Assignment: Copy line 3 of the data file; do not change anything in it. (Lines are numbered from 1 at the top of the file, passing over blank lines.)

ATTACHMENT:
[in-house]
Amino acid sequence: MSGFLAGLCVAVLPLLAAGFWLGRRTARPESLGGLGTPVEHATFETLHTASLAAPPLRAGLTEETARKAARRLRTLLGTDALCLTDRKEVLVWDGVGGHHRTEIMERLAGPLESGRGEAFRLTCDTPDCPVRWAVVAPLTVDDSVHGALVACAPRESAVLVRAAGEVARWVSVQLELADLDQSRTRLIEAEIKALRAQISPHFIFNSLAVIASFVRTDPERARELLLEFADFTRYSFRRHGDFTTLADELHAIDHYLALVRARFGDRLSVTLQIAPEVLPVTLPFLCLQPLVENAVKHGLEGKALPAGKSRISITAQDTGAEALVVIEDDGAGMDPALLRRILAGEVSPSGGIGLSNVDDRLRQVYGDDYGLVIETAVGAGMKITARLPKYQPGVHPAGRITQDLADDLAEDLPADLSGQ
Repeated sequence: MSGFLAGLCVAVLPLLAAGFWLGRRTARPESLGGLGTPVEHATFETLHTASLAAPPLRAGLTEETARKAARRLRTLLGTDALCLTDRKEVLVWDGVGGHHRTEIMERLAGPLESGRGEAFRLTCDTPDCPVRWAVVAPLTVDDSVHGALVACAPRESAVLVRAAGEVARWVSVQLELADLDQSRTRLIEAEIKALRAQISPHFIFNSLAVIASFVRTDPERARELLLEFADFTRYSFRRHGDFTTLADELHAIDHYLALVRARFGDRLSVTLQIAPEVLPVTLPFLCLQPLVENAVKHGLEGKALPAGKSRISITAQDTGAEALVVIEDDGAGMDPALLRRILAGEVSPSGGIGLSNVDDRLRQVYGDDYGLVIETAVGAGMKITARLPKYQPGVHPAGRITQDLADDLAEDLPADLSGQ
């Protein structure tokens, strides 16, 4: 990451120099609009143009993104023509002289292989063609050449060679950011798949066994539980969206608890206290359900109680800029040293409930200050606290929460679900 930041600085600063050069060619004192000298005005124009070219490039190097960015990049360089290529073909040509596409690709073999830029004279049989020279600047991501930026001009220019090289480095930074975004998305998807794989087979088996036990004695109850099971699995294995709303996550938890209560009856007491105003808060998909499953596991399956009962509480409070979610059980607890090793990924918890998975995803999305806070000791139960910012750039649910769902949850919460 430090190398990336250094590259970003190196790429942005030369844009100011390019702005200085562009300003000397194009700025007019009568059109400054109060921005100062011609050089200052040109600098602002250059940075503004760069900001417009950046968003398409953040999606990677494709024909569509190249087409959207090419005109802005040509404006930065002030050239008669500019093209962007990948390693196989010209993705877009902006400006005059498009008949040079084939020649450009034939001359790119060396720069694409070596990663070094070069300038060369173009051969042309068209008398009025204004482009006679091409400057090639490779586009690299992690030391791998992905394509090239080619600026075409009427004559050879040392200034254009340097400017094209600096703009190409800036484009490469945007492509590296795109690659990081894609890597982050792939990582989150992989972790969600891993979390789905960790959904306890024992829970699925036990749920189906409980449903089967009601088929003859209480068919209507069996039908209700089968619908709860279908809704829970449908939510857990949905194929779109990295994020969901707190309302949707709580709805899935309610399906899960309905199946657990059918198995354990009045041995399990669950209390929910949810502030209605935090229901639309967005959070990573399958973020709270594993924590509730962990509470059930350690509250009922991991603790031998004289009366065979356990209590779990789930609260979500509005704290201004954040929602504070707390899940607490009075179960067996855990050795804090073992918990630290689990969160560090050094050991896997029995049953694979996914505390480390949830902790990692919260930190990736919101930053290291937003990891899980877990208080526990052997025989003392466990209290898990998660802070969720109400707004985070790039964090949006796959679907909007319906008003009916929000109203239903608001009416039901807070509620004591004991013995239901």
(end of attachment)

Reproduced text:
Repeated sequence: MSGFLAGLCVAVLPLLAAGFWLGRRTARPESLGGLGTPVEHATFETLHTASLAAPPLRAGLTEETARKAARRLRTLLGTDALCLTDRKEVLVWDGVGGHHRTEIMERLAGPLESGRGEAFRLTCDTPDCPVRWAVVAPLTVDDSVHGALVACAPRESAVLVRAAGEVARWVSVQLELADLDQSRTRLIEAEIKALRAQISPHFIFNSLAVIASFVRTDPERARELLLEFADFTRYSFRRHGDFTTLADELHAIDHYLALVRARFGDRLSVTLQIAPEVLPVTLPFLCLQPLVENAVKHGLEGKALPAGKSRISITAQDTGAEALVVIEDDGAGMDPALLRRILAGEVSPSGGIGLSNVDDRLRQVYGDDYGLVIETAVGAGMKITARLPKYQPGVHPAGRITQDLADDLAEDLPADLSGQ